‘You can’t buy your way out’: Military bureaucracy causing skilled service members to leave – report
A report released Monday by the Bipartisan Policy Center (BPC) says that the current system of recruiting, training and retaining military personnel is a “holdover from the Cold War, reflecting the national security priorities and American society of that time.”
After World War II, when the Soviet Union was the only major threat to the US, defense leaders created the “one-size-fits-all” system to ensure that the armed forces would “remain ‘young and vigorous’ enough to meet the physical demands of battle but also retain a large number of midgrade officers and NCOs prepared to command units in case of another major war.”
The BPC says that the system helped win the Cold War, however, is no longer working in the current environment.
“The military uses a 70-year-old ‘one-size-fits-all’ personnel system that brings young people into the military in their teens and 20s, puts them into a rigid command-and-promotion structure, and removes all but the most-senior-ranking service members by their early 40s,” the BPC found.
BPC determined the status quo caused an unsustainable growth of personnel costs and discouraged prospective candidates with new skills from joining, while also “favor[ing] uniformity over individual merit” and discharging personnel at their peak.
Part of the problem, the report says, comes from thoughtlessly throwing money into a bureaucracy. Since 2001, the cost of military personnel has increased by more than 50 percent. However, during that time, the Army lowered recruiting standards, the Air Force saw lower retention with pilots, and service members from all branches have reported a stagnant satisfaction with military life.
Instead, the report suggests creating a more sustainable military system that entices Americans to serve.
"You can’t buy your way out of this problem, and we’ve been trying to buy our way out of the problem with bonuses and all the other things,” former defense secretary Leon Panetta, co-chair of the BPC study team, told Breaking Defense. “Frankly that’s why personnel costs have gone up 50 percent in the last 15 years.”
The report claims that “one-size-fits-all” system that is trapped in the past and “needs to be updated to one that fully engages all of American society, adapts to new threats, is sustainable over the long term, and is technically proficient.”
To adapt to the rising new threats, the report says the military needs to recruit service members with specialties ranging from cybersecurity to translators. To achieve this, it calls on lawmakers to implement 39 policy proposals to create a Fully engaged, Adaptable, Sustainable, and Technically proficient (FAST) military.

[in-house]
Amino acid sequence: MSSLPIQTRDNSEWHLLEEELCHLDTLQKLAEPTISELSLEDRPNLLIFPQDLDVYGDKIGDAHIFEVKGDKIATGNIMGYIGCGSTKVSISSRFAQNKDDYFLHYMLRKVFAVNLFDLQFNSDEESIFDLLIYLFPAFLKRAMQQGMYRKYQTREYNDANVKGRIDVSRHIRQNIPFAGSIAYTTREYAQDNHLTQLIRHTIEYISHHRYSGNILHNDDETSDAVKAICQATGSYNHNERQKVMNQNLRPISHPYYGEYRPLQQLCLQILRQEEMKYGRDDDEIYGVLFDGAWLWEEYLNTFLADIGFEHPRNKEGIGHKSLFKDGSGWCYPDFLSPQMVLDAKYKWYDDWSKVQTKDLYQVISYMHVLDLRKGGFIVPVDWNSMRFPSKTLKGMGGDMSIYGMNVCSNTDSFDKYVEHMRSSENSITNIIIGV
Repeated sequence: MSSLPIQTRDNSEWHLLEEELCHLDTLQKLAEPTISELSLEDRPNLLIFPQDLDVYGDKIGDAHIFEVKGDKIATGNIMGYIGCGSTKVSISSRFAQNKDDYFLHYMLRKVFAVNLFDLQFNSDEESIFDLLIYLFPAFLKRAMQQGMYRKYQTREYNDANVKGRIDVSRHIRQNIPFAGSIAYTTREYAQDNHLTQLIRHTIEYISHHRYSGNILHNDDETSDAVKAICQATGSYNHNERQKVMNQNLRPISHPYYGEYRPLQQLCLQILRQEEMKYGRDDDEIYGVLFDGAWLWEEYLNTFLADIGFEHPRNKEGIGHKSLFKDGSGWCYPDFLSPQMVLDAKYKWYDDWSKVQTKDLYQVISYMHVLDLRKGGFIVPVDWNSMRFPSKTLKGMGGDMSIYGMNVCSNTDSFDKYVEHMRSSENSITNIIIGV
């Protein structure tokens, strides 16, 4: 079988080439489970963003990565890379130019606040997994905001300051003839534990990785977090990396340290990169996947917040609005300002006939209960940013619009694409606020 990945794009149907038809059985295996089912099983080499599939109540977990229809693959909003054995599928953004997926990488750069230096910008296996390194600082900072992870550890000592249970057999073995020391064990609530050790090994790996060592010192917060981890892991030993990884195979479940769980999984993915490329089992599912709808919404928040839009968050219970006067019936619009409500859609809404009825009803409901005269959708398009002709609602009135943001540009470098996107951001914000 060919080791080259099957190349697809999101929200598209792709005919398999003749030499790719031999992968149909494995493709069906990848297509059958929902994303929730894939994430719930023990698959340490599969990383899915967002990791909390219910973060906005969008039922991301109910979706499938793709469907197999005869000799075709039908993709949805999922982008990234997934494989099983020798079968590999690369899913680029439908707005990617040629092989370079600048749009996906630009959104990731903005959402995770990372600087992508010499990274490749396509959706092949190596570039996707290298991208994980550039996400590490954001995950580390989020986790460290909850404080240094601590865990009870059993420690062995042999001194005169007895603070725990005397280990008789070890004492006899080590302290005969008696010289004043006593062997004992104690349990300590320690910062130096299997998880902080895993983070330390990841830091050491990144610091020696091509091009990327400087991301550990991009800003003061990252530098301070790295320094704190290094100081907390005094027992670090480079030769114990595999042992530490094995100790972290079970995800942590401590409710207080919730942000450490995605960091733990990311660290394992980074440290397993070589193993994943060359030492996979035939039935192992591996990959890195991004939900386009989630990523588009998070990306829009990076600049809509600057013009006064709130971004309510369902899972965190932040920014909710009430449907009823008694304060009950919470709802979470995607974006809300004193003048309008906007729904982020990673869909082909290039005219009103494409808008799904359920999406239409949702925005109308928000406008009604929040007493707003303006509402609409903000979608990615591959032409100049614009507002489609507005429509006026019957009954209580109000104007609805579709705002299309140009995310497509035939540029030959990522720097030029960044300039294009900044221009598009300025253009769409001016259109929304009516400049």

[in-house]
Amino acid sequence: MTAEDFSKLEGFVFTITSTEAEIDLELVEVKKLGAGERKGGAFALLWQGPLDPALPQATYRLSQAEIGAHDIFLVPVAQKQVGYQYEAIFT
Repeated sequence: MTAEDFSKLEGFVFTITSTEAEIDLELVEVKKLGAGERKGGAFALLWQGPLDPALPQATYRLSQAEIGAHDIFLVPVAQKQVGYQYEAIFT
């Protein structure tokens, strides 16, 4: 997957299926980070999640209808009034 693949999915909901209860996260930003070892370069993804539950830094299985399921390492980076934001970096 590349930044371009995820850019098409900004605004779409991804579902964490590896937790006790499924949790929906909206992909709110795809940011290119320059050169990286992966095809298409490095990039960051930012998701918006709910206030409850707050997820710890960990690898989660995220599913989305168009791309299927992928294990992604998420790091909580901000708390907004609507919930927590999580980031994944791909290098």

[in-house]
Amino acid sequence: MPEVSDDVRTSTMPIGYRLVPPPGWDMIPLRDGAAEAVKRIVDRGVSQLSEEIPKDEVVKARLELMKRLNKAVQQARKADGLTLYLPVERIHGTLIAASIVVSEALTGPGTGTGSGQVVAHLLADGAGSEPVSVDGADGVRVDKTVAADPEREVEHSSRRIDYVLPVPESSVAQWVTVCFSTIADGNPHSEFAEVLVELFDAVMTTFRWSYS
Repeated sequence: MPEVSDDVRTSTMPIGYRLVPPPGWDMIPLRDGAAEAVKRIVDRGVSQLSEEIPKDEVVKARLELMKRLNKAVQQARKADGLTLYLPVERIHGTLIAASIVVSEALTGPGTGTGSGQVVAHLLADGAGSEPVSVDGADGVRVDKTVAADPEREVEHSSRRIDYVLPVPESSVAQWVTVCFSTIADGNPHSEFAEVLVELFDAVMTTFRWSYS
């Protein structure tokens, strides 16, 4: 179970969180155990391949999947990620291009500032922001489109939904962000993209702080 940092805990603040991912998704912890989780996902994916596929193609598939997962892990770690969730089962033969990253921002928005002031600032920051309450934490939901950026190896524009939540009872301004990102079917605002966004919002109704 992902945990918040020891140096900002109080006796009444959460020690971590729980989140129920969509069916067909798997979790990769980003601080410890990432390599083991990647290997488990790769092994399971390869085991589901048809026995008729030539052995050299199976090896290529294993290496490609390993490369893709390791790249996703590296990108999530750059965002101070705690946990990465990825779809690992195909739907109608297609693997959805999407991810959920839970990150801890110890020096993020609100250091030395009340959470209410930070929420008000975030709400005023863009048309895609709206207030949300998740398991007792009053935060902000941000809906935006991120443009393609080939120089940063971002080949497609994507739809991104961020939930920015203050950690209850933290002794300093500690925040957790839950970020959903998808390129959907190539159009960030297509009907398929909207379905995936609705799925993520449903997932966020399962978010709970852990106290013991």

Some of the BPC suggested reforms include requiring every young American to take the military’s Armed Services Vocational Aptitude Battery (ASVAB) test, which would assess an individual’s critical skills. At the moment, the Selective Service registration is only filled out by men and only assesses basic information.
The BPC also suggests creating a “smart draft” that would be gender-equal, bringing women into the draft. Along with the proposed ASBA test, the military would have a massive database that could be quickly accessed in times of need.
Military spouses would also be able to more easily sustain a career when relocating and improve their access to quality child care services. Many service members become “geographic bachelors and bachelorettes,” due to forced relocation of one member of a family.
A pilot program is recommended that allows service members to have more influence over their future assignments and travel options. At the same time, it would give commanders greater input in staffing decisions, allowing them to pick the members that would be best suited for future missions.
Targeted for removal is the “up or out” system, which ensures turnover by kicking service members out if they are not promoted quickly enough. The BPC suggests replacing it with a “perform-to-stay” system based on merit, performance and experience.
The report calls for specialized recruiting offices to focus on critical skills and allow mid-career civilians to enter the military at higher ranks. An online marketplace would also be created so that commanders could post jobs and rank their favorite candidates, while applicants would be allowed to search and rank their preferred jobs.